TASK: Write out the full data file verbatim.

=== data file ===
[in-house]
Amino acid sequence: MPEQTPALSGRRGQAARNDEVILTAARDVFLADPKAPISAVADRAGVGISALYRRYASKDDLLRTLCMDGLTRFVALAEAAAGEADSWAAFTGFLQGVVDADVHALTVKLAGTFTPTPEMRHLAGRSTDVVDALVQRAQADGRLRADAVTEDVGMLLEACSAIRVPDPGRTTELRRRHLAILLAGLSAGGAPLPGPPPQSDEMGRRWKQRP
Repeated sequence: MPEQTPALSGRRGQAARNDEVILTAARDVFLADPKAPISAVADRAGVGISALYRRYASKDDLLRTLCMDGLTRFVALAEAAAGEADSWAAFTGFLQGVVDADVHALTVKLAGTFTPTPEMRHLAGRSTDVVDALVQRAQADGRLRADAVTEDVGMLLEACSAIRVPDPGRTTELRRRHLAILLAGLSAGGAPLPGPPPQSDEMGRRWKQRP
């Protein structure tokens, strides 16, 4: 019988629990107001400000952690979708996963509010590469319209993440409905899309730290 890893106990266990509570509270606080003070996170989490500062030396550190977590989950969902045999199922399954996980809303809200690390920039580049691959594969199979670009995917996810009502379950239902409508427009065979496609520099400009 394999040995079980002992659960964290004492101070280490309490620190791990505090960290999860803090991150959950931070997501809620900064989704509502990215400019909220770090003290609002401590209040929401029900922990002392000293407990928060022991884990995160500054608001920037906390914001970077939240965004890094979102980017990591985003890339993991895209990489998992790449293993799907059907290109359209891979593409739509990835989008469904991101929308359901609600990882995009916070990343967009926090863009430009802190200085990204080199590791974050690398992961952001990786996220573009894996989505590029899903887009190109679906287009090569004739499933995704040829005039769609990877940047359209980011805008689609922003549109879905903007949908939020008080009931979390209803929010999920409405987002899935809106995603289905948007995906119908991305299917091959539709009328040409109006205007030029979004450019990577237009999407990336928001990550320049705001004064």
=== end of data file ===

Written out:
[in-house]
Amino acid sequence: MPEQTPALSGRRGQAARNDEVILTAARDVFLADPKAPISAVADRAGVGISALYRRYASKDDLLRTLCMDGLTRFVALAEAAAGEADSWAAFTGFLQGVVDADVHALTVKLAGTFTPTPEMRHLAGRSTDVVDALVQRAQADGRLRADAVTEDVGMLLEACSAIRVPDPGRTTELRRRHLAILLAGLSAGGAPLPGPPPQSDEMGRRWKQRP
Repeated sequence: MPEQTPALSGRRGQAARNDEVILTAARDVFLADPKAPISAVADRAGVGISALYRRYASKDDLLRTLCMDGLTRFVALAEAAAGEADSWAAFTGFLQGVVDADVHALTVKLAGTFTPTPEMRHLAGRSTDVVDALVQRAQADGRLRADAVTEDVGMLLEACSAIRVPDPGRTTELRRRHLAILLAGLSAGGAPLPGPPPQSDEMGRRWKQRP
């Protein structure tokens, strides 16, 4: 019988629990107001400000952690979708996963509010590469319209993440409905899309730290 890893106990266990509570509270606080003070996170989490500062030396550190977590989950969902045999199922399954996980809303809200690390920039580049691959594969199979670009995917996810009502379950239902409508427009065979496609520099400009 394999040995079980002992659960964290004492101070280490309490620190791990505090960290999860803090991150959950931070997501809620900064989704509502990215400019909220770090003290609002401590209040929401029900922990002392000293407990928060022991884990995160500054608001920037906390914001970077939240965004890094979102980017990591985003890339993991895209990489998992790449293993799907059907290109359209891979593409739509990835989008469904991101929308359901609600990882995009916070990343967009926090863009430009802190200085990204080199590791974050690398992961952001990786996220573009894996989505590029899903887009190109679906287009090569004739499933995704040829005039769609990877940047359209980011805008689609922003549109879905903007949908939020008080009931979390209803929010999920409405987002899935809106995603289905948007995906119908991305299917091959539709009328040409109006205007030029979004450019990577237009999407990336928001990550320049705001004064």